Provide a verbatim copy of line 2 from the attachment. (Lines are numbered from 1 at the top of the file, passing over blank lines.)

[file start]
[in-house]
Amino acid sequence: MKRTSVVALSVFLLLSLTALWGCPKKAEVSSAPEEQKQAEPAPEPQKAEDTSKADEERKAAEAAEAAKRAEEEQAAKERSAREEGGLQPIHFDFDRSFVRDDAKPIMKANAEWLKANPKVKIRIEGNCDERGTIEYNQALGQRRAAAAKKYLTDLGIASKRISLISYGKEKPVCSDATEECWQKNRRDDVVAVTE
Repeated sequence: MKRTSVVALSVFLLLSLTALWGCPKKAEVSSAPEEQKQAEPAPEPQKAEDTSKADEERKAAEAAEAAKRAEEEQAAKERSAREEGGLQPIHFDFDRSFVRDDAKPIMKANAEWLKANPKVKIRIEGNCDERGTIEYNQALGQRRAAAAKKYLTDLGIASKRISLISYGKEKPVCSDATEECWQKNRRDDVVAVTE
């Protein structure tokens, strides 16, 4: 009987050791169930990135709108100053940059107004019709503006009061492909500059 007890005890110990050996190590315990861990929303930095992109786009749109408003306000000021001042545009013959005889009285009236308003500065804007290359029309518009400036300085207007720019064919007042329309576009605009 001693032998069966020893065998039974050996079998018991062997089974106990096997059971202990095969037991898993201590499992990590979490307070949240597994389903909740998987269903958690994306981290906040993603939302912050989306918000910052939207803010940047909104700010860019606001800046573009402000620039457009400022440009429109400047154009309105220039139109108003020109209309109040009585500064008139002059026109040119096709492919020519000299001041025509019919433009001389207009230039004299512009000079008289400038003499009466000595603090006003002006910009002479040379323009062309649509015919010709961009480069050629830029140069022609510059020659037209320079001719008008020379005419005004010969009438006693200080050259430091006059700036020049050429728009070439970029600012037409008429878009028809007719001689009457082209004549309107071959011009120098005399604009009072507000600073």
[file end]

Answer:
Amino acid sequence: MKRTSVVALSVFLLLSLTALWGCPKKAEVSSAPEEQKQAEPAPEPQKAEDTSKADEERKAAEAAEAAKRAEEEQAAKERSAREEGGLQPIHFDFDRSFVRDDAKPIMKANAEWLKANPKVKIRIEGNCDERGTIEYNQALGQRRAAAAKKYLTDLGIASKRISLISYGKEKPVCSDATEECWQKNRRDDVVAVTE